Art, literature, and medical science declined as the Roman Empire disintegrated under the pressure of the invading tribes. The practice of healing fell to women at home and within the holy orders. A few holy women were canonized for their work. St Bridget practiced medicine and midwifery in Ireland and St Scholastica aided her brother St Benedict during the plague. As the medieval period progressed, the education of women in medicine suffered a decline as the early church stressed the inferiority of women.
In contrast, the school of medicine at Salerno, Italy, accepted women. The climate of tolerance in this city allowed influences from Arab, Jewish, Roman, and Greek cultures to coalesce intellectual achievements that included medical concepts that women contributed to. The best known woman on the faculty was Trotula, a magistra medicina, who wrote a book on obstetrics and gynaecology that was used for more than 400 years.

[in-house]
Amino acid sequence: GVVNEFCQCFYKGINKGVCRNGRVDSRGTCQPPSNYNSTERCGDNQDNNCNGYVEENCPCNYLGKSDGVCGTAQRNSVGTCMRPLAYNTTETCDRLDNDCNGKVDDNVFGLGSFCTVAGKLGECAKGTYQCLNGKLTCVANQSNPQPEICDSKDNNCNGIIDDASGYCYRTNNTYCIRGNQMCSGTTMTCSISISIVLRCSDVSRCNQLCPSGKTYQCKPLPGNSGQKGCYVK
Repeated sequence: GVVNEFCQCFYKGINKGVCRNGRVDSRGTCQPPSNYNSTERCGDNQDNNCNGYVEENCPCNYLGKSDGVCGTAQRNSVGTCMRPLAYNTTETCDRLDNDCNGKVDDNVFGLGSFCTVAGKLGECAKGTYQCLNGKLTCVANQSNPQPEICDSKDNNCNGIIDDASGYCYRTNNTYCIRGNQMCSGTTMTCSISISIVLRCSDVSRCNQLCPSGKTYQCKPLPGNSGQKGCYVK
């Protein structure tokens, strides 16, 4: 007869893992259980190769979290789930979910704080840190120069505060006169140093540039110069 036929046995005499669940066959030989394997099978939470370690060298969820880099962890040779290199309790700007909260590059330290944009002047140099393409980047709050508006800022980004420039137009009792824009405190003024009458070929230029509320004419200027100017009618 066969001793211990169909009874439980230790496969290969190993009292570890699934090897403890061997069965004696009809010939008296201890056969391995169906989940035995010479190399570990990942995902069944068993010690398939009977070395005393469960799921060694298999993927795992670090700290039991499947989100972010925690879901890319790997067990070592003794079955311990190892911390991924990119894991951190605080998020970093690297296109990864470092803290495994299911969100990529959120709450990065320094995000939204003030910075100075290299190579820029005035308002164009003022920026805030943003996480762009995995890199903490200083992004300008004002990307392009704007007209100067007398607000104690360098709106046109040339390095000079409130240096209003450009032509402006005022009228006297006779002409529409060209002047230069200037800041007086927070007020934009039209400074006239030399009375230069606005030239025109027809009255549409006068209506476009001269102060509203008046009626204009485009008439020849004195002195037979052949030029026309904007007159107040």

The Dark Era of Witch-Hunting: Suppressing Women’s Medical Knowledge and Healing Expertise
Witch-hunting swept through much of Europe as the Middle Ages waned. Because women were not allowed to study medicine, skill in healing was assumed to have been obtained from the devil. Spinsters, widows, and other women who refused to conform to the expectations of their low social status, including female healers and midwives, were frequent targets of witch-hunts.
During the witch-hunts, occurring from roughly the 13th to 18th centuries, women had been pushed out of the medical profession and lost access to formal medical education. In England and France, the passage of licensure laws and the formation of guilds in the 13th century further prohibited women from the practice of medicine. Even midwifery, previously a woman’s field, was dominated by men by the 17th century. Women were excluded from practicing in a professional capacity, though they continued to practice medicine in their homes.